Directors’ Loan Accounts – what you need to know

May 28, 2021

A director’s loan refers to when you or another close relative receives money from your company that is not a salary, dividend or expense repayment, or money you have paid into or loaned the company in the past. 

To keep track of this money, you need to record anything you borrow from or pay into your company, known as a Director’s Loan Account.

Additionally, at the end of your company’s financial year, you must note any money owed to the company or vice versa on your balance sheet in your annual accounts. 

Are Directors’ Loans subject to tax?

If you are a director, you may have to pay tax on director’s loans, and your company may also have to if you are a shareholder, also known as a participator, as well as a director.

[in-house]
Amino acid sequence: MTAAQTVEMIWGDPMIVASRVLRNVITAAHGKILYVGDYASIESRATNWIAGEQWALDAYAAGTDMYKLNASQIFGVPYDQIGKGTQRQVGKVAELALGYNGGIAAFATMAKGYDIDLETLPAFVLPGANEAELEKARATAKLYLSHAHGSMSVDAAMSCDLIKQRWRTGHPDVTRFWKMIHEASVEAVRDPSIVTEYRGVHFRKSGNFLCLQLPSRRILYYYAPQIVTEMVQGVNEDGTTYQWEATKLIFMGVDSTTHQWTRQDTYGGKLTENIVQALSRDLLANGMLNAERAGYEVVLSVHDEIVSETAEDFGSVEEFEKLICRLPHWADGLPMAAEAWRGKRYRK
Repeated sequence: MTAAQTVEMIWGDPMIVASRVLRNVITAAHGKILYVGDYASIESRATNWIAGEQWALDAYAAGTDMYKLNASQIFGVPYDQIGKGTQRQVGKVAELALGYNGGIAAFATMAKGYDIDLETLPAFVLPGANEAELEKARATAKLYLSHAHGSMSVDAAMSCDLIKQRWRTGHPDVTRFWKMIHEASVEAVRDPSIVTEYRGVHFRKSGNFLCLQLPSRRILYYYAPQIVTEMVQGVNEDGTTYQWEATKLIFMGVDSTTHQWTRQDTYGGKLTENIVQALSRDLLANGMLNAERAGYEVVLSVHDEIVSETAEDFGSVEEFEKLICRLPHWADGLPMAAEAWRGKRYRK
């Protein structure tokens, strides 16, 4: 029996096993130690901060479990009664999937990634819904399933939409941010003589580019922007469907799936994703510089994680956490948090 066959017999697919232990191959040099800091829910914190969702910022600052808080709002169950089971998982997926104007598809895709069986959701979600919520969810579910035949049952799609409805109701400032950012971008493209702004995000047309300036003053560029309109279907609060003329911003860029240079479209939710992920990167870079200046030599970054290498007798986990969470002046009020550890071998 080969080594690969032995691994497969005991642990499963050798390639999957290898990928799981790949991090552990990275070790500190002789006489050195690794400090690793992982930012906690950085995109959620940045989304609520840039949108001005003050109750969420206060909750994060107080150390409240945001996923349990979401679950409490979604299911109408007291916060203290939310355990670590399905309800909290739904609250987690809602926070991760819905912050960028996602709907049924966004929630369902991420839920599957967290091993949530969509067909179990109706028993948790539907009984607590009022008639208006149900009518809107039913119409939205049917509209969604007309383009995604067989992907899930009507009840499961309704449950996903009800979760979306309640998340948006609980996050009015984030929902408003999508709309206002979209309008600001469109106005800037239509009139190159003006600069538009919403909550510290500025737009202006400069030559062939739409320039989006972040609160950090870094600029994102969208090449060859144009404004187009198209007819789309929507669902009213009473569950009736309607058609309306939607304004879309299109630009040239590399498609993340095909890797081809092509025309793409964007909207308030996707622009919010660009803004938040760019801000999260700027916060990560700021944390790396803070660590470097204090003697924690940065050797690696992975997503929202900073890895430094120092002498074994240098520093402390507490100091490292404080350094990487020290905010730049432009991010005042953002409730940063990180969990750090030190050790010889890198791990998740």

Both your personal and company tax liabilities depend on whether the Director’s Loan Account is in credit (the company owes you money) or overdrawn (you owe the company money).

Please note, you will also need to check if you have additional tax responsibilities if the director’s loan was over £10,000 and if you paid your company interest on the loan below the official rate.

Plus, if you lend your company money, it will not be subject to Corporation Tax on that money. 

If you decide to charge your company interest on a loan, it counts as a business expense and personal income for you. Therefore, you must report this on a Self-Assessment tax return. Then, your company needs to pay you the interest less Income Tax at the basic rate of 20 per cent, plus report and pay the Income Tax every quarter using a CT61 form. 

For more in-depth help and advice on Directors’ Loan Accounts, please contact our Knights Lowe experts today. 

Further reading

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